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Editor’s Note: This article originally appeared in American Woodwork # 142, June / July 2009.
I stumbled upon pen manufacturing seven years ago while rummaging through my husband Jerry’s woodworking magazines and catalogs, looking for a special Christmas present for him. I came across a mini lathe that was advertised as the perfect tool for making custom pens … and I knew I was hooked.
I pictured myself sitting at a small student-sized workbench with my new mini lathe, diligently working on small projects. I ordered the lathe and pressured Jerry for space in his basement workshop, assuring him that I would only need a very small space. I had no experience in woodworking, so I bought some books on pen turning. When my lathe arrived, Jerry showed me how to hold a gouge and angle.
As my interest in pen turning grew, my idea of adequate space changed. Jerry and I now share the basement, with my area becoming a real 12 ‘by 12’ pen turning shop. It houses everything I need to make a pen: a large 8 ‘workbench and four other smaller work surfaces, 24 drawers and 18 cabinets. Jerry built them all bespoke for me – a great return on my investment for all those years of woodworking oriented Christmas gifts!
The workbenches, shelves and cabinets support the scaled-down tools of my five-inch turning craft: three mini lathes, one mini pillar drill, one mini disc sander, one mini shaper (for pen boxes ), a mini air filter, a mini metal miter saw (for brass pipes), a mini duplicator, mini air compressors and a mini vacuum cleaner. Following my theme of small-scale tools, I cut the blanks of my pen to size with a fine-cut Bosch handsaw, instead of using a miter saw. In fact, the only full-sized tools in my area are my turning tools.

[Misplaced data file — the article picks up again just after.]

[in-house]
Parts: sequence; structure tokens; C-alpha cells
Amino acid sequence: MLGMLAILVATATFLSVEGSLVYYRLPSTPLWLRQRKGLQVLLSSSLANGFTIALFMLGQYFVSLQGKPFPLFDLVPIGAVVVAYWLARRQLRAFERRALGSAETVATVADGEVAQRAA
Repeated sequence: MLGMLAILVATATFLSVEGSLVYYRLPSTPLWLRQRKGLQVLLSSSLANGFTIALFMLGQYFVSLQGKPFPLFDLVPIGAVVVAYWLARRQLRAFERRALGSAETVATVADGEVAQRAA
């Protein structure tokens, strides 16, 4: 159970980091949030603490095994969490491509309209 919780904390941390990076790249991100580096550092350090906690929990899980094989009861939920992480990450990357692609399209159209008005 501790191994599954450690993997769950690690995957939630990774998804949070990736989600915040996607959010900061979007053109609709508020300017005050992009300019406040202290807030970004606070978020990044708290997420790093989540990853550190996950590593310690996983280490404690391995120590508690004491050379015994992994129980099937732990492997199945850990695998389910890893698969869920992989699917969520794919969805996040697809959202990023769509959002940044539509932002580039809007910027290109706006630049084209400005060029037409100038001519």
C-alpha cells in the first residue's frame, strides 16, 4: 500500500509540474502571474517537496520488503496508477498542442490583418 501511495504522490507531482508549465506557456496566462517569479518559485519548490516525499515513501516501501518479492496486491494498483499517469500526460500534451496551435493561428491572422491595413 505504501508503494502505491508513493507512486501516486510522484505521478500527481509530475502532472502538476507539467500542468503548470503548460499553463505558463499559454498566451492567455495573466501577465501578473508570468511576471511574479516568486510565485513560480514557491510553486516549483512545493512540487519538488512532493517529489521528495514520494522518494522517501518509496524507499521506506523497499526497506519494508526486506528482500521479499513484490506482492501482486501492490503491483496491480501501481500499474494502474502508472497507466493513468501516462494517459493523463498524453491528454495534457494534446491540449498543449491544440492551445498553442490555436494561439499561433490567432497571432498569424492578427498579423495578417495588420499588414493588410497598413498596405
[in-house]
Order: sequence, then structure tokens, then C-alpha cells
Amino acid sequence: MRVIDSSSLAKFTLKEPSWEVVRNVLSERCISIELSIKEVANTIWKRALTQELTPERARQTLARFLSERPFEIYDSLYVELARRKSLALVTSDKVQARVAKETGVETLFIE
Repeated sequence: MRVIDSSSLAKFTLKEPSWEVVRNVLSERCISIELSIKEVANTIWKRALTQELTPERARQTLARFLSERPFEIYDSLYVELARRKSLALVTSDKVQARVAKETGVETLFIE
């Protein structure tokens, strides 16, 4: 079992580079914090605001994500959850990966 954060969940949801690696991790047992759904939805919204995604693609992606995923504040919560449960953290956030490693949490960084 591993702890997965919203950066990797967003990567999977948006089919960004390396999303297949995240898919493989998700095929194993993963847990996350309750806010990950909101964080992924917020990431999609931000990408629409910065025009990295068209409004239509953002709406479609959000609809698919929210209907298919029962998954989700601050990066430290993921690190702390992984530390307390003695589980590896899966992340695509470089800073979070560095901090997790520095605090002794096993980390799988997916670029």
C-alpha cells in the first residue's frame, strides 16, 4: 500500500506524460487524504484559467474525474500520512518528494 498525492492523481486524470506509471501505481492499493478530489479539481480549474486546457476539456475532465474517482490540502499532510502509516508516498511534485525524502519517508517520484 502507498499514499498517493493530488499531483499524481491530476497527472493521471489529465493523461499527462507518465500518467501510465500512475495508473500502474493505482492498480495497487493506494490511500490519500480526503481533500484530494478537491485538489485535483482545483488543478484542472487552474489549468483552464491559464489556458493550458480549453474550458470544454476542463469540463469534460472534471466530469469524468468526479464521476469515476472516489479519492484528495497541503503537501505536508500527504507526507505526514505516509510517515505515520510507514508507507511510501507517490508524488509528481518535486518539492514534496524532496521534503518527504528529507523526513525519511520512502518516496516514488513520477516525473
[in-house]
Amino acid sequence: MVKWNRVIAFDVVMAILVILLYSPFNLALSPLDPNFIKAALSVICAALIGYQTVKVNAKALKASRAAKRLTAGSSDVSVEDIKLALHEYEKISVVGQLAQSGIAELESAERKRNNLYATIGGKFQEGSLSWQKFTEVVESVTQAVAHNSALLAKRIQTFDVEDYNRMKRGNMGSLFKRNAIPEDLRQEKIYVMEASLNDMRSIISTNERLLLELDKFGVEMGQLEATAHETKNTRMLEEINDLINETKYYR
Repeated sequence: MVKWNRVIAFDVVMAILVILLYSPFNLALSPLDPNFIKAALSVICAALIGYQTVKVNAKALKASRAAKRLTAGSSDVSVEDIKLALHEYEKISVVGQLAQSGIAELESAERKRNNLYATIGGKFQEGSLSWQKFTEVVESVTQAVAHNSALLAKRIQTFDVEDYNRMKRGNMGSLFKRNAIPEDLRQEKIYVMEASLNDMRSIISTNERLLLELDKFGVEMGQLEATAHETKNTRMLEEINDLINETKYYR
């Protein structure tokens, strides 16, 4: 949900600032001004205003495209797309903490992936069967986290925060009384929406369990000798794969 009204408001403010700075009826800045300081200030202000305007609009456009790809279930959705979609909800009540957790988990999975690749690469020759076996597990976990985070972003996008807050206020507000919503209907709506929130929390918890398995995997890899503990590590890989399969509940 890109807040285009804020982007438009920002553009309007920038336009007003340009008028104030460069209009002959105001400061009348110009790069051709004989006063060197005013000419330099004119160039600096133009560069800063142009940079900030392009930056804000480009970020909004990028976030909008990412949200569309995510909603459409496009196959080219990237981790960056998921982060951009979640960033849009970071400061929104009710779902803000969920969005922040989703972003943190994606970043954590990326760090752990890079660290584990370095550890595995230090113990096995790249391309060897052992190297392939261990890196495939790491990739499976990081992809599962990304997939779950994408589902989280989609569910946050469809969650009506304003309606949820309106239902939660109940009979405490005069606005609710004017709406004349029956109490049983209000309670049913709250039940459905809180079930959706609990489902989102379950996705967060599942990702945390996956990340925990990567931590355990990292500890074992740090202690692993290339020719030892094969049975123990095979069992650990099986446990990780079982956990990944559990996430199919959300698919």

In addition to pens, I now make a number of other “five-inch” projects, including letter openers, wine bottle caps, fishing lures and lures. These little projects don’t throw a lot of sawdust around, so my shop is easy to keep clean and tidy. I store respirators, face shields, project hardware, tips, gauges, rulers, files, glues, gloves, and sanding and finishing materials inside cabinets and drawers, where they remain dust-free and easily accessible.
My projects don’t require a lot of material (I can get up to 12 blanks from a small bowl piece or a turning piece), so storage isn’t an issue. I have accumulated more than a hundred different pieces of local and exotic wood turning. I study books and articles about their origins and the legends surrounding some of them, and wherever Jerry and I go, I look for anecdotes about how they were or are used. I write this information on the papers that accompany my pens.
I’m being teased about the 144 square feet of space I “need” to make a pen, but sharing the woodwork with Jerry is one of the high points of our 40 years together. —Lynn Vanderpool
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